Use the filter menu and interactive map to explore the past competitions offered and grants awarded through the Environmental Literacy Program.
To learn more about project findings and outcomes, view the summaries of our grantees’ summative evaluation reports.
Envirosphere Educational Project
McWane ScienceCenter (McWSC) is a non-profit, interactive science museum committed to showing the public how science and technology enrich their lives and help them solve problems. McWSC has a goal of extending the power of experiential learning to as many people as possible, particularly those who would otherwise not be able to do so on their own. McWane’s environmental education initiative, the Envirosphere Educational Project, uses NOAA’s Science on a Sphere (SOS) to provide environmental education and workforce development programs for an estimated 200,000 people. This number includes the general public, school groups from across the region, and 2,500 children in low-income communities from across the state of Alabama. All visitors have the opportunity to go to the SOS exhibit and participate in environmental education programs led by McWSC Education Staff. Each program corresponds to one of the SOS data sets and to the Alabama Course of Study Standards for elementary and secondary schools. The intended outcomes of the Project are to make complex environmental science concepts more accessible to people of all ages; to provide educational opportunities to children who would otherwise not have access to this type of information; to partner with local and state academic institutions, school boards and municipalities to improve environmental science curricula and awareness; and to increase the visitor’s knowledge of and pique his/her interest in science and its related real-world applications.
Science Center Public Forums: Community Engagement for Environmental Literacy, Improved Resilience, and Decision-Making
By engaging diverse publics in immersive and deliberative learning forums, this three-year project will use NOAA data and expertise to strengthen community resilience and decision-making around a variety of climate and weather-related hazards across the United States. Led by Arizona State University’s Consortium for Science, Policy & Outcomes and the Museum of Science Boston, the project will develop citizen forums hosted by regional science centers to create a new, replicable model for learning and engagement. These forums, to be hosted initially in Boston and Phoenix and then expanded to an additional six sites around the U.S., will facilitate public deliberation on real-world issues of concern to local communities, including rising sea levels, extreme precipitation, heat waves, and drought. The forums will identify and clarify citizen values and perspectives while creating stakeholder networks in support of local resilience measures. The forum materials developed in collaboration with NOAA will foster better understanding of environmental changes and best practices for improving community resiliency, and will create a suite of materials and case studies adaptable for use by science centers, teachers, and students. With regional science centers bringing together the public, scientific experts, and local officials, the project will create resilience-centered partnerships and a framework for learning and engagement that can be replicated nationwide.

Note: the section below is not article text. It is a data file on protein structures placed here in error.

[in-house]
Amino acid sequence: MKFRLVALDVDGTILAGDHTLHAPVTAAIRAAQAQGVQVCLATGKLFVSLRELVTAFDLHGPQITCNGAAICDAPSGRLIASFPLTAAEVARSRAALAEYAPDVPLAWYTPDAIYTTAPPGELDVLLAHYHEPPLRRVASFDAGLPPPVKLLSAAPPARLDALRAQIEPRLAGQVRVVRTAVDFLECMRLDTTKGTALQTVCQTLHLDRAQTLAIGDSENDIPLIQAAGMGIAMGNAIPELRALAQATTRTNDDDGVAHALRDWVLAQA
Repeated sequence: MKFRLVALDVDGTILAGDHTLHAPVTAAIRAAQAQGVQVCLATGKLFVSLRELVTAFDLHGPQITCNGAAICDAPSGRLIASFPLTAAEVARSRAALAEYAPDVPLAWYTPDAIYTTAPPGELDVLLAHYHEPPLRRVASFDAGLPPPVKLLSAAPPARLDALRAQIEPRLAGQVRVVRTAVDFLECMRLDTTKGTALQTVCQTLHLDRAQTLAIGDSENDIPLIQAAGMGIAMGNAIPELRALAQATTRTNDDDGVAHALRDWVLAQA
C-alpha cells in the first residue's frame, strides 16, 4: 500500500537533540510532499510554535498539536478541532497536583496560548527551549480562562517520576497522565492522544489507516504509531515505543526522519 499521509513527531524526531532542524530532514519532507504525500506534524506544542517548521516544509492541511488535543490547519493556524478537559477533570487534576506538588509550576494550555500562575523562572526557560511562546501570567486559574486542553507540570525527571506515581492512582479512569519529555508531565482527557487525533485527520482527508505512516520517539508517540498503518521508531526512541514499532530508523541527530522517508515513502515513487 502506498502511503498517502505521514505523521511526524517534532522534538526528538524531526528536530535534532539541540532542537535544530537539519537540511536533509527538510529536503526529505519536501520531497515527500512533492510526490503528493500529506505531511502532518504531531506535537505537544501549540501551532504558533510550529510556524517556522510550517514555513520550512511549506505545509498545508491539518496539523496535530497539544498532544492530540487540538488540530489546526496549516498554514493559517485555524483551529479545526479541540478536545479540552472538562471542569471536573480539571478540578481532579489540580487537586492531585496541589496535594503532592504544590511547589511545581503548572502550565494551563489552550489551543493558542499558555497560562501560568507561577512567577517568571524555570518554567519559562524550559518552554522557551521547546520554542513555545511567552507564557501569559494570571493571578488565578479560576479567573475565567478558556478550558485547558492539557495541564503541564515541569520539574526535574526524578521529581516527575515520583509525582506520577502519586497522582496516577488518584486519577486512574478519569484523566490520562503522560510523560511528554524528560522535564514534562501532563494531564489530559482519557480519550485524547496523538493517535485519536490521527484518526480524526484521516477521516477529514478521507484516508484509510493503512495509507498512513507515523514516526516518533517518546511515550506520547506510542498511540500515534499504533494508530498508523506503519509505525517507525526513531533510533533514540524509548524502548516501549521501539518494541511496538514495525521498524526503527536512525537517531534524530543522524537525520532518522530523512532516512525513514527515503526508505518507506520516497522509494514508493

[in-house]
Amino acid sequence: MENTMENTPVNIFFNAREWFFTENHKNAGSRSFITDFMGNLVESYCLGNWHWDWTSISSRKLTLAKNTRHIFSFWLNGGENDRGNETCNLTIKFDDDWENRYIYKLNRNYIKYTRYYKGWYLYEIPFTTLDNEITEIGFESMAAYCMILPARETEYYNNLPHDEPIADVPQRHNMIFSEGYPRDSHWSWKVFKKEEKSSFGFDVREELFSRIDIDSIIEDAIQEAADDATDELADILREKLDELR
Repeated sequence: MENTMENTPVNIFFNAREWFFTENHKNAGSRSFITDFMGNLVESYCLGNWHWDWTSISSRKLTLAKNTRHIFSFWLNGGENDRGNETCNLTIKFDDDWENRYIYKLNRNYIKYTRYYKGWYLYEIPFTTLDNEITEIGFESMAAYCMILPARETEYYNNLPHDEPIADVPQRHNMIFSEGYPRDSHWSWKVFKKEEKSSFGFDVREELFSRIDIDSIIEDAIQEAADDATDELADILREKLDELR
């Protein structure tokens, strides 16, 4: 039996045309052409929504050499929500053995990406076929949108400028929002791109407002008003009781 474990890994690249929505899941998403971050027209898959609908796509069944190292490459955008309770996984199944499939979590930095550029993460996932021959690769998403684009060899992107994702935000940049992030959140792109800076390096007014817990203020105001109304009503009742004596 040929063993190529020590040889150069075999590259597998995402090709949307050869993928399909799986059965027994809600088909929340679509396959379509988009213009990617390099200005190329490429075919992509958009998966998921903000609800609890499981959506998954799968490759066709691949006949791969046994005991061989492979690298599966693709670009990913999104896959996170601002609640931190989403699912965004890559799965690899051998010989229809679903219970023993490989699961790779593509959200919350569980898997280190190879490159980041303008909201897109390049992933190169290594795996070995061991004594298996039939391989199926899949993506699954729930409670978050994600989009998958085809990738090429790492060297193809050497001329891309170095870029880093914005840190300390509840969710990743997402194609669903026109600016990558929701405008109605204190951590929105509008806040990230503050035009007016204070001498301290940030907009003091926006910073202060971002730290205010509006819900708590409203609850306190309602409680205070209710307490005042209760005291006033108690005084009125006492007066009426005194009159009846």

Families by the Seaside: Building Community-based Outdoor Ocean Science Learning Experiences
This 2-year program will advance the way informal ocean science education institutions reach underserved/underrepresented families by facilitating and formalizing relationships between informal science education centers and community based organizations. Project teams in five New England communities will collaborate to create a practicable, outdoor ocean-science learning experience specifically designed for families in their shared service area. Building on a needs assessment produced through target-audience focus groups, the program will combine coastal field experiences with web-based interactive and participatory learning activities developed and tested by the Encyclopedia of Life (EOL; www.eol.org/) and the Northeast Regional Association for Coastal and Ocean Observing Systems (NERACOOS) to support in-field and ongoing learning. Science content will be informed and vetted by NOAA research scientists and work between the science centers and community organizations will be professionally facilitated. Formats and effectiveness will be evaluated by external evaluators and revised throughout the project.